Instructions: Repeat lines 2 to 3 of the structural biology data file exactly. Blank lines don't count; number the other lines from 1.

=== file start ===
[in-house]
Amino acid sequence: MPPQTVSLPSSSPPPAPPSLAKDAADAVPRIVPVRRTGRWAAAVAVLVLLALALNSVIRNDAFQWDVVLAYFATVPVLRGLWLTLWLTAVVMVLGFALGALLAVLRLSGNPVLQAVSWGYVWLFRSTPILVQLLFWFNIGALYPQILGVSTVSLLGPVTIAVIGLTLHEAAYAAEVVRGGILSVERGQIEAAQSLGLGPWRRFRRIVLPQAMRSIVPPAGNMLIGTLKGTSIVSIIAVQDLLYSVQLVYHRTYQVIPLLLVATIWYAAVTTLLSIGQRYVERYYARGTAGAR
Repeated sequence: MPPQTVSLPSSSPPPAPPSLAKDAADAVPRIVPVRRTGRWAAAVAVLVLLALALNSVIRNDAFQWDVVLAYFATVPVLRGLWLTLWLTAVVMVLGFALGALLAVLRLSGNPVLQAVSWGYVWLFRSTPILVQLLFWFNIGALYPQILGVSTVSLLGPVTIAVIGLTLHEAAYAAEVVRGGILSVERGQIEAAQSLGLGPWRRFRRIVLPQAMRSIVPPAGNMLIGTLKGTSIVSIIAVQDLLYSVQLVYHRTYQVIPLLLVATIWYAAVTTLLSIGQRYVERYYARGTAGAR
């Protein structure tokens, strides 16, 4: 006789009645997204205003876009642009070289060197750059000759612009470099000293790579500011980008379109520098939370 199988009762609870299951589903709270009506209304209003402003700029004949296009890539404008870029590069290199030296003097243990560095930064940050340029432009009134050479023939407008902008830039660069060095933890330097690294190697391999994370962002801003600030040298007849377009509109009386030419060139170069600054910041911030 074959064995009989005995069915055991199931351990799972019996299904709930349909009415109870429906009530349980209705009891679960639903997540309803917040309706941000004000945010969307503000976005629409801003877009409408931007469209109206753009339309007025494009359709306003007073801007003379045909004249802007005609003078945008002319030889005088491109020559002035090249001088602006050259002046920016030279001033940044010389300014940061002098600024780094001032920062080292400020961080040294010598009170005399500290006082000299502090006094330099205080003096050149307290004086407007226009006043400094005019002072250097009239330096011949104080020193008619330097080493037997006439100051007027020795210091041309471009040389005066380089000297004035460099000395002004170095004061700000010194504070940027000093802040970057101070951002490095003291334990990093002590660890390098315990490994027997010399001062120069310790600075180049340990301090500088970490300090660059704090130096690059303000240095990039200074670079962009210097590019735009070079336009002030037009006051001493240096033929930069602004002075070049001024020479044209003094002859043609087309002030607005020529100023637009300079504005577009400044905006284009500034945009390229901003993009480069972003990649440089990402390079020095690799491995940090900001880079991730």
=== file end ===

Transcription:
Amino acid sequence: MPPQTVSLPSSSPPPAPPSLAKDAADAVPRIVPVRRTGRWAAAVAVLVLLALALNSVIRNDAFQWDVVLAYFATVPVLRGLWLTLWLTAVVMVLGFALGALLAVLRLSGNPVLQAVSWGYVWLFRSTPILVQLLFWFNIGALYPQILGVSTVSLLGPVTIAVIGLTLHEAAYAAEVVRGGILSVERGQIEAAQSLGLGPWRRFRRIVLPQAMRSIVPPAGNMLIGTLKGTSIVSIIAVQDLLYSVQLVYHRTYQVIPLLLVATIWYAAVTTLLSIGQRYVERYYARGTAGAR
Repeated sequence: MPPQTVSLPSSSPPPAPPSLAKDAADAVPRIVPVRRTGRWAAAVAVLVLLALALNSVIRNDAFQWDVVLAYFATVPVLRGLWLTLWLTAVVMVLGFALGALLAVLRLSGNPVLQAVSWGYVWLFRSTPILVQLLFWFNIGALYPQILGVSTVSLLGPVTIAVIGLTLHEAAYAAEVVRGGILSVERGQIEAAQSLGLGPWRRFRRIVLPQAMRSIVPPAGNMLIGTLKGTSIVSIIAVQDLLYSVQLVYHRTYQVIPLLLVATIWYAAVTTLLSIGQRYVERYYARGTAGAR